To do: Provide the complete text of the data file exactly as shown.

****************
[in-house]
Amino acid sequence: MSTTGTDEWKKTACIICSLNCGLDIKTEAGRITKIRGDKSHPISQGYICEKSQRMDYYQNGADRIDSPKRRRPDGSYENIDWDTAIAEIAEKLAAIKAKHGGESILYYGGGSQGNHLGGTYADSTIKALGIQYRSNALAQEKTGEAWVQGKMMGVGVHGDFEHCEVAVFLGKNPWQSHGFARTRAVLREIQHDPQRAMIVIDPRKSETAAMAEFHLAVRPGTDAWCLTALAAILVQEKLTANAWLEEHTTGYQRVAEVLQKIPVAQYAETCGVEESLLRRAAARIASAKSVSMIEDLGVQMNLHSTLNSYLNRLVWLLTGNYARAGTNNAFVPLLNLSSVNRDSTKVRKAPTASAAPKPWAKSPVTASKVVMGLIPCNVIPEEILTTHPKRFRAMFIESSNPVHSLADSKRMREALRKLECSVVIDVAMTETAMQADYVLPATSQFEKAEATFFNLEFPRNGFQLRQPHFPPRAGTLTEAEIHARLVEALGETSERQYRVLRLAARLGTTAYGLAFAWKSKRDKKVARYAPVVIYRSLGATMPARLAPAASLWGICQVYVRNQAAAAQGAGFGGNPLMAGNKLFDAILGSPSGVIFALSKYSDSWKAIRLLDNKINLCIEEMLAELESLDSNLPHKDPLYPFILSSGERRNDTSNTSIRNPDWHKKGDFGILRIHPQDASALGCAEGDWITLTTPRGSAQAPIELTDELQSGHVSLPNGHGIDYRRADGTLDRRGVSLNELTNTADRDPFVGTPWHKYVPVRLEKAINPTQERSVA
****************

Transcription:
[in-house]
Amino acid sequence: MSTTGTDEWKKTACIICSLNCGLDIKTEAGRITKIRGDKSHPISQGYICEKSQRMDYYQNGADRIDSPKRRRPDGSYENIDWDTAIAEIAEKLAAIKAKHGGESILYYGGGSQGNHLGGTYADSTIKALGIQYRSNALAQEKTGEAWVQGKMMGVGVHGDFEHCEVAVFLGKNPWQSHGFARTRAVLREIQHDPQRAMIVIDPRKSETAAMAEFHLAVRPGTDAWCLTALAAILVQEKLTANAWLEEHTTGYQRVAEVLQKIPVAQYAETCGVEESLLRRAAARIASAKSVSMIEDLGVQMNLHSTLNSYLNRLVWLLTGNYARAGTNNAFVPLLNLSSVNRDSTKVRKAPTASAAPKPWAKSPVTASKVVMGLIPCNVIPEEILTTHPKRFRAMFIESSNPVHSLADSKRMREALRKLECSVVIDVAMTETAMQADYVLPATSQFEKAEATFFNLEFPRNGFQLRQPHFPPRAGTLTEAEIHARLVEALGETSERQYRVLRLAARLGTTAYGLAFAWKSKRDKKVARYAPVVIYRSLGATMPARLAPAASLWGICQVYVRNQAAAAQGAGFGGNPLMAGNKLFDAILGSPSGVIFALSKYSDSWKAIRLLDNKINLCIEEMLAELESLDSNLPHKDPLYPFILSSGERRNDTSNTSIRNPDWHKKGDFGILRIHPQDASALGCAEGDWITLTTPRGSAQAPIELTDELQSGHVSLPNGHGIDYRRADGTLDRRGVSLNELTNTADRDPFVGTPWHKYVPVRLEKAINPTQERSVA